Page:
As jihadist groups use improvised explosive devices and suicide attacks in urban centers, fighters with experience in Iraq are "a potential source of leadership" for jihadists, and with anti-U.S. sentiment on the rise, this could prompt other groups to adopt terrorist methods for attacking the United States.

This "radicalization ... is occurring more quickly, more widely and more anonymously in the Internet age," making the likelihood of surprise attacks by unknown groups more likely.

Source: National Intelligence Estimate via Chicago Tribune

"To suggest that, if we weren't in Iraq, we would see a rosier scenario with fewer extremists joining the radical movement requires us to ignore 20 years of experience."

Bush cited a series of terrorist attacks that occurred before the invasion of Iraq, including the 1993 and Sept. 11, 2001, attacks on the World Trade Center in New York.

Bush also denounced the leak of the estimate.

"You know, what's interesting about the NIE ... it was an intelligence report done last April," Bush said. "And here we are, coming down the stretch of an election campaign, and it's on the front page of your newspaper. Isn't that interesting? Somebody's taken it upon themselves to leak classified information for political purposes."

The White House complained that news reports focused on one paragraph taken "wildly out of context." Still, much of the four-page summary released Tuesday focuses on the role Iraq has played in fomenting terrorism.

Negroponte maintained that "characterizing only a small handful of those judgments distorts the broad strategic framework the NIE is assessing, in this case, trends in global terrorism."

"The full story"

Bush's critics contended that releasing select portions of the estimate, "Trends in Global Terrorism: Implications for the United States," withholds information that would enable the public to judge the report fully.

"For more than three years, President Bush and the Republican Congress have repeatedly claimed the war in Iraq is making America safer," said Sen. Edward Kennedy, D-Mass. "The American people deserve the full story, not those parts of it that the Bush administration selects."

And House Minority Leader Nancy Pelosi, D-Calif., moved to put the House into secret session to discuss the estimate, but the motion was defeated along party lines.

Pakistani President Pervez Musharraf, a U.S. ally in Washington for a meeting today with Bush, was drawn into the political dispute. He was asked in a CNN interview about an assertion in his new book that he opposed the invasion of Iraq because he feared it would only encourage extremists and leave the world less safe.

"I stand by it, absolutely," Musharraf said. "It has made the world a more dangerous place."

Democratic claims of an administration cover-up seemed less justified as it became apparent that the complete classified report had been made widely available to lawmakers within days of its completion in April.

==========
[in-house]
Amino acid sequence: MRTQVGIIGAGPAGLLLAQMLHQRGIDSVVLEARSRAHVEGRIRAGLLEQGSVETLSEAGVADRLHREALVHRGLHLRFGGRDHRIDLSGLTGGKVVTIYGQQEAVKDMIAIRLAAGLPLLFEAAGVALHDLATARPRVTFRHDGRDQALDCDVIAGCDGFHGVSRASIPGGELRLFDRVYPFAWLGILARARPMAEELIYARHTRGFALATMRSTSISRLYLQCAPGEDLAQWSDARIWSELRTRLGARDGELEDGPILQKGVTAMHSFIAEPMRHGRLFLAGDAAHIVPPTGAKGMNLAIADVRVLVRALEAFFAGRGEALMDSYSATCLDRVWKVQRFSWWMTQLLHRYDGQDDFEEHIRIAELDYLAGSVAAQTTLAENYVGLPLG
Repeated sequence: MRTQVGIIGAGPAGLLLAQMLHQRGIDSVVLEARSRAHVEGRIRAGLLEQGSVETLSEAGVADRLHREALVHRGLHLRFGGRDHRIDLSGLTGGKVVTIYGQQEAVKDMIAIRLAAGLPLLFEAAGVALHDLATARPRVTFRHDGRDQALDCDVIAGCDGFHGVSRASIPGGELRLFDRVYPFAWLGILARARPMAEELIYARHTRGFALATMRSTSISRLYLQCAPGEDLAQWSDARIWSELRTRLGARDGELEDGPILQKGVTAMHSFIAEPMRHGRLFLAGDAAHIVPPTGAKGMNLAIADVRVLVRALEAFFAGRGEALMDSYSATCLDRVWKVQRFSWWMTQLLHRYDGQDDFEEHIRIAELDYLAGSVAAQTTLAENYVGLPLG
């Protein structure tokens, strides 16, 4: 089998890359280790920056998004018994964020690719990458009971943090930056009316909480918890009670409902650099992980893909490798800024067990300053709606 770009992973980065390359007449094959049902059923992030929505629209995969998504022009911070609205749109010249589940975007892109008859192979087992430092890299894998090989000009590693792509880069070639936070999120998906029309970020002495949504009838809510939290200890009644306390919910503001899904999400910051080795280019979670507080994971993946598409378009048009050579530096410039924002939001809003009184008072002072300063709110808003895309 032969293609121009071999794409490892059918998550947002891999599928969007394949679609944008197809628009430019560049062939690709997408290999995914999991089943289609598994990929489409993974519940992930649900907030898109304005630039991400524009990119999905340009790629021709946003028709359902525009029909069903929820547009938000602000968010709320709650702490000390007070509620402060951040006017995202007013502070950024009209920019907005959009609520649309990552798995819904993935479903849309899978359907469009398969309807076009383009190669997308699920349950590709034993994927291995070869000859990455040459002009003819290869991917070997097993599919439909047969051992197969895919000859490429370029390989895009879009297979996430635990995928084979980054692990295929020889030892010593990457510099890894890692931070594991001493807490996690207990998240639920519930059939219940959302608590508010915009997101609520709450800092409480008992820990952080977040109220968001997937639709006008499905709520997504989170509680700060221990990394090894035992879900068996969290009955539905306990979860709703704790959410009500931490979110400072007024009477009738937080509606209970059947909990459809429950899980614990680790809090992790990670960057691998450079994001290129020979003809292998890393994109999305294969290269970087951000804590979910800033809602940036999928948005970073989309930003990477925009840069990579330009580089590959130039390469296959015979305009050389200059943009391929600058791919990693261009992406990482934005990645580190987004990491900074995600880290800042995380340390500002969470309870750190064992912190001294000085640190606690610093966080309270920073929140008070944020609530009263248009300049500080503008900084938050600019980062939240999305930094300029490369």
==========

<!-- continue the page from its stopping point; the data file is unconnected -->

Copies were sent to the House and Senate intelligence, armed-services and foreign-affairs committees at the time, through normal electronic-information channels available to all members, intelligence and congressional sources said. It arrived at the Senate Intelligence Committee on April 26.

In the House, however, "there was a bit of a snafu with this particular document," said a spokesman for Intelligence Committee Chairman Peter Hoekstra, R-Mich. "We had a massive computer failure on our classified side." The first that committee knew of its existence, he said, was late last week, when "it was requested specifically by a member. That was when it was found and scanned into our system."

Whether the document was ignored or disappeared into cyberspace, however, it seemed to have made little impact on Capitol Hill at the time. No one in either chamber, on either side of the aisle, requested a briefing or any further information on its conclusions until now, the sources said.

While complaining of election-season politics in the leak, the president was asked if his release of a summary also was a political act.

"I want you to read the documents, so you don't speculate about what it says ... as opposed to relying upon gossip and somebody, you know, who may or may not have seen the document trying to classify the war in Iraq one way or the other," Bush said.

"I guess it's just Washington — where ... there's no such thing as classification anymore, hardly."

Attorney General Alberto Gonzales, meanwhile, said the Justice Department will follow standard procedures in determining whether to investigate the leak.

That procedure requires the agency that classified the document to request a criminal investigation and then to answer 11 questions from the Justice Department about how widely the document was circulated and how much the agency is willing to divulge in court if a case is brought to trial. The answers to the questions usually determine whether an investigation is opened.

Information from The Associated Press, McClatchy Newspapers and The Washington Post is included in this report.